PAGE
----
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## Engineering Mechanics: Statics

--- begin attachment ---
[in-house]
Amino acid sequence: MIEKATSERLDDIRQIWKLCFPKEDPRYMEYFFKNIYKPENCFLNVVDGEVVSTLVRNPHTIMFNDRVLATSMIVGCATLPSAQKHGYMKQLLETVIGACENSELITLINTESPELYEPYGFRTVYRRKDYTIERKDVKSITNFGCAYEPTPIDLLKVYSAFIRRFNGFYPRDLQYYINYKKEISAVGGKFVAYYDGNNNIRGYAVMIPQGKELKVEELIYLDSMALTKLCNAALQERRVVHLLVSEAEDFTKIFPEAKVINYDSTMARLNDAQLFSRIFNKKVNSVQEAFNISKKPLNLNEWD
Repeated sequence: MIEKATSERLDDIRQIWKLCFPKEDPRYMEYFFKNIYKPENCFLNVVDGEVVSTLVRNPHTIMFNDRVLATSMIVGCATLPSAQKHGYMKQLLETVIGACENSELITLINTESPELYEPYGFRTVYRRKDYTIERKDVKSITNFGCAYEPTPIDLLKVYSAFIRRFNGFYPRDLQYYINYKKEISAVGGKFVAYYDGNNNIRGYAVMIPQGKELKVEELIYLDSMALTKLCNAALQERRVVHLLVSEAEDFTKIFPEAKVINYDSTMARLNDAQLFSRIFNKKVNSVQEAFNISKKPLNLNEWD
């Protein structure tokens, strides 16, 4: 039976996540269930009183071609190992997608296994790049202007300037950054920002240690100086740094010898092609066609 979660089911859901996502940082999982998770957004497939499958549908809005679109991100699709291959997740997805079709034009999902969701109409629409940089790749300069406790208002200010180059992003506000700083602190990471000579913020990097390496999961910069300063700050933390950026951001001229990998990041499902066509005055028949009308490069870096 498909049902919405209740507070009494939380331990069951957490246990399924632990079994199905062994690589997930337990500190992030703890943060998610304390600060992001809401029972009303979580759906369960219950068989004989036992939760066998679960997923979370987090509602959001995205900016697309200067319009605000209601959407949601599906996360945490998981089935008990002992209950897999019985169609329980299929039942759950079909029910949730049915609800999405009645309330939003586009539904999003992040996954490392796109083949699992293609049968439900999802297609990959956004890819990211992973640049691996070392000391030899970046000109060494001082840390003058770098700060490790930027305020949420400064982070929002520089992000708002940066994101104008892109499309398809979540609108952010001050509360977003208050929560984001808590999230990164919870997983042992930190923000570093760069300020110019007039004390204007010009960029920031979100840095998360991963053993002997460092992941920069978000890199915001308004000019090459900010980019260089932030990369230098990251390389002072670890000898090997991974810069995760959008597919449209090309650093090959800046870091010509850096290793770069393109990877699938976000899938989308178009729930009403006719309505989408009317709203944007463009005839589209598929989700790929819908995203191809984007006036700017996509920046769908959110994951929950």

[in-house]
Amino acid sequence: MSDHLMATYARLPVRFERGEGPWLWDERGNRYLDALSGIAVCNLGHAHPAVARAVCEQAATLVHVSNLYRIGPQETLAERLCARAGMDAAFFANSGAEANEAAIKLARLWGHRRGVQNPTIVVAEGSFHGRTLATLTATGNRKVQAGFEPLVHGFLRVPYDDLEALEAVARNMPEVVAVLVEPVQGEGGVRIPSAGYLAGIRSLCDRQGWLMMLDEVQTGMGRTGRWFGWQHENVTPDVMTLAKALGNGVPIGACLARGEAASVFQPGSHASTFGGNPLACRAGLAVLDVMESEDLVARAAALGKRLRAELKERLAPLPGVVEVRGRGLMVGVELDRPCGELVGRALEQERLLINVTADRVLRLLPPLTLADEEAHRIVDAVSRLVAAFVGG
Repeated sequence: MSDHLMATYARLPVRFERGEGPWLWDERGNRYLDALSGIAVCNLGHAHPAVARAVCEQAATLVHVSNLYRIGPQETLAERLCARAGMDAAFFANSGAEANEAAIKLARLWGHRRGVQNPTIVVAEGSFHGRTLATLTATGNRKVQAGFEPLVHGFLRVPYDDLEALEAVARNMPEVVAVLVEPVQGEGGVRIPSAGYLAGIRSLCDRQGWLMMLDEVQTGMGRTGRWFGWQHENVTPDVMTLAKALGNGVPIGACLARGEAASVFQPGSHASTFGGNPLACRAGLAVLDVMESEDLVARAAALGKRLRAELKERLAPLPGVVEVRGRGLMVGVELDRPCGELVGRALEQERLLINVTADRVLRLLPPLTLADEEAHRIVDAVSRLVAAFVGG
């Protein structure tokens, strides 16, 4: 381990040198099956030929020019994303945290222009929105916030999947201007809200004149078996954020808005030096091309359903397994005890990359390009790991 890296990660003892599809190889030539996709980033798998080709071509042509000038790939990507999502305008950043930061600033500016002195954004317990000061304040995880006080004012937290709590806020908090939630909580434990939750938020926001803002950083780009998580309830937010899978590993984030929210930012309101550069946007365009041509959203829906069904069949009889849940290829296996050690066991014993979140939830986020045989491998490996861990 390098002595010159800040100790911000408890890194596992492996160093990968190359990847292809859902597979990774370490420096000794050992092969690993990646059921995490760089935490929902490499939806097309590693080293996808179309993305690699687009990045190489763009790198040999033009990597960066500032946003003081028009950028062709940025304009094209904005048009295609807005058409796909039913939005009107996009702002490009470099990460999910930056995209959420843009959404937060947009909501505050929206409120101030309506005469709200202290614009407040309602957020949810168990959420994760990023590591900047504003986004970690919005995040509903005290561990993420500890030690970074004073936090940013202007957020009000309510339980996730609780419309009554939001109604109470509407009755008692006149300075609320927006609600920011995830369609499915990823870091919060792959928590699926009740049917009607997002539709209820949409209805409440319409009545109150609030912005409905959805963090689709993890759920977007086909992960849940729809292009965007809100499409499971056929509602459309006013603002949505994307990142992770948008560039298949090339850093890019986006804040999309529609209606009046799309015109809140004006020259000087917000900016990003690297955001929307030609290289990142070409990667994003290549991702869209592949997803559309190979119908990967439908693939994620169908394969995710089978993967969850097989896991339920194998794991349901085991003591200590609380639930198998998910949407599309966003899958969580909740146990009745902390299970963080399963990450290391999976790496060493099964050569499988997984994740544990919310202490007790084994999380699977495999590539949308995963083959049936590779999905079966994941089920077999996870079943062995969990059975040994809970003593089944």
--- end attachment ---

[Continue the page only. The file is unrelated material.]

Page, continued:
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**Engineering Mechanics: Statics**Chapter 5: Equilibrium of a Rigid Body**Chapter Objectives**• To develop the equations of equilibrium for a rigid body. • To introduce the concept of the free-body diagram for a rigid body. • To show how to solve rigid-body equilibrium problems using the • equations of equilibrium.**Chapter Outline**• Conditions for Rigid Equilibrium • Free-Body Diagrams • Equations of Equilibrium • Two and Three-Force Members • Equilibrium in Three Dimensions • Equations of Equilibrium • Constraints for a Rigid Body**5.1 Conditions for Rigid-Body Equilibrium**• Consider rigid body fixed in the x, y and z reference and is either at rest or moves with reference at constant velocity • Two types of forces that act on it, the resultant internal force and the resultant external force • Resultant internal force fi is caused by interactions with adjacent particles**5.1 Conditions for Rigid-Body Equilibrium**• Resultant external force Fi represents the effects of gravitational, electrical, magnetic, or contact forces between the ith particle and adjacent bodies or particles not included within the body • Particle in equilibrium, apply Newton’s first law, Fi + fi = 0**5.1 Conditions for Rigid-Body Equilibrium**• When equation of equilibrium is applied to each of the other particles of the body, similar equations will result • Adding all these equations vectorially, ∑Fi + ∑fi = 0 • Summation of internal forces = 0 since internal forces between particles in the body occur in equal but opposite collinear pairs (Newton’s third law)**5.1 Conditions for Rigid-Body Equilibrium**• Only sum of external forces will remain • Let ∑Fi = ∑F, ∑F = 0 • Consider moment of the forces acting on the ith particle about the arbitrary point O • By the equilibrium equation and distributive law of vector cross product, ri X (Fi + fi) = ri X Fi + ri X fi = 0**5.1 Conditions for Rigid-Body Equilibrium**• Similar equations can be written for other particles of the body • Adding all these equations vectorially, ∑ri X Fi + ∑ri X fi = 0 • Second term = 0 since internal forces occur in equal but opposite collinear pairs • Resultant moment of each pair of forces about point O is zero • Using notation ∑MO = ∑ri X Fi, ∑MO = 0**5.1 Conditions for Rigid-Body Equilibrium**• Equations of Equilibrium for Rigid Body ∑F = 0 ∑MO = 0 • A rigid body will remain in equilibrium provided the sum of all the external forces acting on the body = 0 and sum of moments of the external forces about a point = 0 • For proof of the equation of equilibrium, - Assume body in equilibrium**5.1 Conditions for Rigid-Body Equilibrium**- Force system acting on the body satisfies the equations ∑F = 0 and ∑MO = 0 - Suppose additional force F’ is applied to the body ∑F + F’ = 0 ∑MO + MO’= 0 where MO’is the moment of F’ about O - Since ∑F = 0 and ∑MO = 0, we require F’ = 0 and MO’ - Additional force F’ is not required and equations ∑F = 0 and ∑MO = 0 are sufficient**5.2 Free-Body Diagrams**• FBD is the best method to represent all the known and unknown forces in a system • FBD is a sketch of the outlined shape of the body, which represents it being isolated from its surroundings • Necessary to show all the forces and couple moments that the surroundings exert on the body so that these effects can be accounted for when equations of equilibrium are applied**5.2 Free-Body Diagrams**Support Reactions • If the support prevents the translation of a body in a given direction, then a force is developed on the body in that direction • If rotation is prevented, a couple moment is exerted on the body • Consider the three ways a horizontal member, beam is supported at the end - roller, cylinder - pin - fixed support**5.2 Free-Body Diagrams**Support Reactions Roller or cylinder • Prevent the beam from translating in the vertical direction • Roller can only exerts a force on the beam in the vertical direction**5.2 Free-Body Diagrams**Support Reactions Pin • The pin passes through a hold in the beam and two leaves that are fixed to the ground • Prevents translation of the beam in any direction Φ • The pin exerts a force F on the beam in this direction**5.2 Free-Body Diagrams**Support Reactions Fixed Support • This support prevents both translation and rotation of the beam • A couple and moment must be developed on the beam at its point of connection • Force is usually represented in x and y components**5.2 Free-Body Diagrams**• Cable exerts a force on the bracket • Type 1 connections • Rocker support for this bridge girder allows horizontal movements so that the bridge is free to expand and contract due to temperature • Type 5 connections**5.2 Free-Body Diagrams**• Concrete Girder rest on the ledge that is assumed to act as a smooth contacting surface • Type 6 connections • Utility building is pin supported at the top of the column • Type 8 connections**5.2 Free-Body Diagrams**• Floor beams of this building are welded together and thus form fixed connections • Type 10 connections**5.2 Free-Body Diagrams**External and Internal Forces • A rigid body is a composition of particles, both external and internal forces may act on it • For FBD, internal forces act between particles which are contained within the boundary of the FBD, are not represented • Particles outside this boundary exert external forces on the system and must be shown on FBD • FBD for a system of connected bodies may be used for analysis**5.2 Free-Body Diagrams**Weight and Center of Gravity • When a body is subjected to gravity, each particle has a specified weight • For entire body, consider gravitational forces as a system of parallel forces acting on all particles within the boundary • The system can be represented by a single resultant force, known as weight W of the body • Location of the force application is known as the center of gravity**5.2 Free-Body Diagrams**Weight and Center of Gravity • Center of gravity occurs at the geometric center or centroid for uniform body of homogenous material • For non-homogenous bodies and usual shapes, the center of gravity will be given**5.2 Free-Body Diagrams**Idealized Models • Needed to perform a correct force analysis of any object • Careful selection of supports, material, behavior and dimensions for trusty results • Complex cases may require developing several different models for analysis**5.2 Free-Body Diagrams**Idealized Models • Consider a steel beam used to support the roof joists of a building • For force analysis, reasonable to assume rigid body since small deflections occur when beam is loaded • Bolted connection at A will allow for slight rotation when load is applied => use Pin**5.2 Free-Body Diagrams**Support at B offers no resistance to horizontal movement => use Roller • Building code requirements used to specify the roof loading (calculations of the joist forces) • Large roof loading forces account for extreme loading cases and for dynamic or vibration effects • Weight is neglected when it is small compared to the load the beam supports**5.2 Free-Body Diagrams**Idealized Models • Consider lift boom, supported by pin at A and hydraulic cylinder at BC (treat as weightless link) • Assume rigid material with density known • For design loading P, idealized model is used for force analysis • Average dimensions used to specify the location of the loads and supports**5.2 Free-Body Diagrams**Procedure for Drawing a FBD 1. Draw Outlined Shape • Imagine body to be isolated or cut free from its constraints • Draw outline shape 2. Show All Forces and Couple Moments • Identify all external forces and couple moments that act on the body**5.2 Free-Body Diagrams**Procedure for Drawing a FBD • Usually due to - applied loadings - reactions occurring at the supports or at points of contact with other body - weight of the body • To account for all the effects, trace over the boundary, noting each force and couple moment acting on it 3. Identify Each Loading and Give Dimensions • Indicate dimensions for calculation of forces**5.2 Free-Body Diagrams**Procedure for Drawing a FBD • Known forces and couple moments should be properly labeled with their magnitudes and directions • Letters used to represent the magnitudes and direction angles of unknown forces and couple moments • Establish x, y and coordinate system to identify unknowns**5.2 Free-Body Diagrams**Example 5.1 Draw the free-body diagram of the uniform beam. The beam has a mass of 100kg.**5.2 Free-Body Diagrams**Solution Free-Body Diagram**5.2 Free-Body Diagrams**Solution • Support at A is a fixed wall • Three forces acting on the beam at A denoted as Ax, Ay, Az, drawn in an arbitrary direction • Unknown magnitudes of these vectors • Assume sense of these vectors • For uniform beam, Weight, W = 100(9.81) = 981N acting through beam’s center of gravity, 3m from A**5.2 Free-Body Diagrams**Example 5.2 Draw the free-body diagram of the foot lever. The operator applies a vertical force to the pedal so that the spring is stretched 40mm and the force in the short link at B is 100N.**5.2 Free-Body Diagrams**Solution • Lever loosely bolted to frame at A • Rod at B pinned at its ends and acts as a short link • For idealized model of the lever,**5.2 Free-Body Diagrams**Solution • Free-Body Diagram • Pin support at A exerts components Ax and Ay on the lever, each force with a known line of action but unknown magnitude**5.2 Free-Body Diagrams**Solution • Link at B exerts a force 100N acting in the direction of the link • Spring exerts a horizontal force on the lever Fs = ks = 5N/mm(40mm) = 200N • Operator’s shoe exert vertical force F on the pedal • Compute the moments using the dimensions on the FBD • Compute the sense by the equilibrium equations**5.2 Free-Body Diagrams**Example 5.3 Two smooth pipes, each having a mass of 300kg, are supported by the forks of the tractor. Draw the free-body diagrams for each pipe and both pipes together.**5.2 Free-Body Diagrams**Solution • For idealized models, • Free-Body Diagram of pipe A**5.2 Free-Body Diagrams**Solution • For weight of pipe A, W = 300(9.81) = 2943N • Assume all contacting surfaces are smooth, reactive forces T, F, R act in a direction normal to tangent at their surfaces of contact • Free-Body Diagram at pipe B**5.2 Free-Body Diagrams**Solution *Note: R represent the force of A on B, is equal and opposite to R representing the force of B on A • Contact force R is considered an internal force, not shown on FBD • Free-Body Diagram of both pipes**5.2 Free-Body Diagrams**Example 5.4 Draw the free-body diagram of the unloaded platform that is suspended off the edge of the oil rig. The platform has a mass of 200kg.**5.2 Free-Body Diagrams**Solution • Idealized model considered in 2D because by observation, loading and the dimensions are all symmetrical about a vertical plane passing through the center • Connection at A assumed to be a pin and the cable supports the platform at B**5.2 Free-Body Diagrams**Solution • Direction of the cable and average dimensions of the platform are listed and center of gravity has been determined • Free-Body Diagram**5.2 Free-Body Diagrams**Solution • Platform’s weight = 200(9.81) = 1962N • Force components Ax and Ay along with the cable force T represent the reactions that both pins and cables exert on the platform • Half of the cables magnitudes is developed at A and half developed at B**5.2 Free-Body Diagrams**Example 5.5 The free-body diagram of each object is drawn. Carefully study each solution and identify what each loading represents.**5.2 Free-Body Diagrams**Solution**5.2 Free-Body Diagrams**Solution**5.3 Equations of Equilibrium**• For equilibrium of a rigid body in 2D, ∑Fx = 0; ∑Fy = 0; ∑MO = 0 • ∑Fx and ∑Fy represent the algebraic sums of the x and y components of all the forces acting on the body • ∑MO represents the algebraic sum of the couple moments and moments of the force components about an axis perpendicular to x-y plane and passing through arbitrary point O, which may lie on or off the body